It is unfortunate that the hearings extended over so long a period. But the postponements were due largely to inability or failure of one or the other of petitioners, or their counsel, [11 Cal. 2d 417] to be present on dates set. Approval of continuances should have been obtained under rule 26. But the failure to comply with this procedural requirement does not render the proceeding void, nor require dismissal of the charges.

The plaintiff in each of the five actions listed in the order to show cause is described as a "benevolent trust estate, organized under citizenship, common law rights of contract, constitution, federal laws and immunities vouchsafed to all persons, as provided in and by the Constitution of the United States of America". These "estates" were described by petitioners as common law or Massachusetts trusts. The instrument creating each of said trusts, except the Holmgreen Estate, Ltd., was drawn by J. J. Driscoll and Anita Le Bourgeois, referred to throughout the proceedings as Madame Le Bourgeois. Said persons were not licensed as attorneys in the state or federal courts in this state. All or some of these declarations of trust, as well as others prepared by Driscoll and Madame Le Bourgeois, were recorded in Arizona. It does not appear that said instruments were entitled to be recorded there. There is no suggestion that the trusts in any case involved Arizona lands. The instruments generally gave as the principal place of business of the trust estate an address which was shown in the proceedings herein to be that of the "All Car Rapid Auto Wash" in Phoenix, Arizona. By arrangement with the owner, cards had been tacked to the wall of a shack on the premises to the effect that the location was the general headquarters of two trust estates other than those listed in the order to show cause. The declaration of trust creating the Holmgreen "benevolent trust" was drawn by petitioner Geibel.

The instruments creating the trusts listed in the charges do not appear in full in the record, but there appears the declaration establishing the Fowler Trust Estate, Ltd. (Not to be confused with the Elt B. Fowler Estate, Ltd.) Since the trust instruments were admittedly similar in important particulars, consideration of the Fowler Estate declaration is important as bearing on the intent and purposes of Driscoll and Madame Le Bourgeois, whose illegal practices petitioners are found to have aided. Under said instrument, Arch K. Fowler and Maud M. Fowler, "conveyors", transferred their property, real and personal, including their household furnishings, to themselves as trustees, for the benefit of themselves as [11 Cal. 2d 418] beneficiaries. The trust was to continue for twenty-one years and automatically renew itself every twenty-one years "during the life and existence of the Constitution of the United States". Upon the death either of Arch Fowler or Maud Fowler, a named relative was to become trustee and beneficiary. The instrument indicates a purpose to place the property of the Fowlers beyond reach of their creditors and to avoid probate upon their deaths.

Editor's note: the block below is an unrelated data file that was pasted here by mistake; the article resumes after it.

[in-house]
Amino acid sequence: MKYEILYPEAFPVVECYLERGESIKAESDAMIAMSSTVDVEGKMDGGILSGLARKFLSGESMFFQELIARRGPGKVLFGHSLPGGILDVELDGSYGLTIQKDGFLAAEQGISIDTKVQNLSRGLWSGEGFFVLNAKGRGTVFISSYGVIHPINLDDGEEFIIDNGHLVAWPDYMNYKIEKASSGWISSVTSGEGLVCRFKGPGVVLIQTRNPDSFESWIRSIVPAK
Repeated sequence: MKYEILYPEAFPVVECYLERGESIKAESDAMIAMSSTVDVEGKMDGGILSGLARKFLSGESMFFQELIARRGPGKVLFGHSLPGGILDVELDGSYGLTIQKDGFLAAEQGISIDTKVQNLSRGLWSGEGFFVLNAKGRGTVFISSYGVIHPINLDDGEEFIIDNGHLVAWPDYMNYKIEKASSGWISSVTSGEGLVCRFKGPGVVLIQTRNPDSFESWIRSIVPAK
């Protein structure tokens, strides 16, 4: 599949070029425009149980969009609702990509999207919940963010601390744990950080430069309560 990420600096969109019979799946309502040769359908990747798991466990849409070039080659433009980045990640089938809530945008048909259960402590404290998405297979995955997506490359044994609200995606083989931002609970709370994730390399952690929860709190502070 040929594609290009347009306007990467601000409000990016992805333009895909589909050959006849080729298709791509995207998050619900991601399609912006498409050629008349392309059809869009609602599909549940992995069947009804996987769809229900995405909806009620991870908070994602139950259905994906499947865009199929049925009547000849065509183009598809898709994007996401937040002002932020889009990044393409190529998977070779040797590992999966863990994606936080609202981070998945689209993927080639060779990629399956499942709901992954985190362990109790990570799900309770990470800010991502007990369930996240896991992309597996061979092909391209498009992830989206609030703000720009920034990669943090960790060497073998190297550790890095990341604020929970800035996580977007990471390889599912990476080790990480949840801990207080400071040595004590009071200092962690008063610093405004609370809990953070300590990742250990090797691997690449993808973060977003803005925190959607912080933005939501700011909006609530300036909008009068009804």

It does not appear that this trust was involved in litigation. In most instances concerning which there is evidence in the record the trusts were organized with the object of commencing litigation. Trust instruments were recorded in Arizona on the theory that thereby the trust estate would have an existence as a nonresident entity to bring suit in the federal courts in California against California residents. They led some of the laymen with whom they came in contract to believe at first that they were attorneys licensed in this state and, later, that they were licensed to practice elsewhere. After their names in the Los Angeles directory for 1936 appeared the designation "lawyer".

It was the litigation commenced in the name of the Elt B. Fowler Estate, Ltd., which led to the filing of charges against petitioners with The State Bar by Russell B. Seymour, trustee in bankruptcy of the Estate of Frazier McIntosh, and Thomas S. Tobin, attorney for said trustee. Frazier McIntosh, or Seymour, as trustee of his estate, was a defendant in said litigation. Following service on Seymour of an amended complaint in action 541-J, Seymour procured an examination to be held in the bankruptcy matter to ascertain the nature of the claim of the Elt B. Fowler Estate, Ltd., in property to which Frazier McIntosh had asserted ownership. Shortly after said examination, held under section 21a of the Bankruptcy Act (U.S.C.A., sec. 44 (a) ), the complaint was filed against petitioners.

According to petitioners, the purpose of the three suits prosecuted in the name of the Elt B. Fowler Estate, Ltd., was to recover possession of oil lands. Certain stockholders in the Stockholders Petroleum Corporation, Ltd., formerly Deuel Petroleum Corporation, purchased at tax sales the interest of the owner-lessor (Amy Kneeben) in lands upon which the Stockholders Petroleum Corporation, Ltd., held an oil lease. The purchase was made in the name of Elt B. [11 Cal. 2d 419] Fowler, acting for said stockholders. Thereafter in an action to quiet title brought in the name of Fowler in the Superior Court of Los Angeles County, judgment was entered holding the tax sales void as to two of the lots for insufficiency in the description in the assessment. The sale of the third lot was held void also on the ground that the assessor improperly included a portion of the lot which had been conveyed to the city of Venice. The judgment quieted title in defendant Amy Kneeben. In a separate judgment previously entered in said action, and not appealed from, it was determined in favor of Amy Kneeben upon her cross-complaint that Frazier McIntosh had no interest in the land.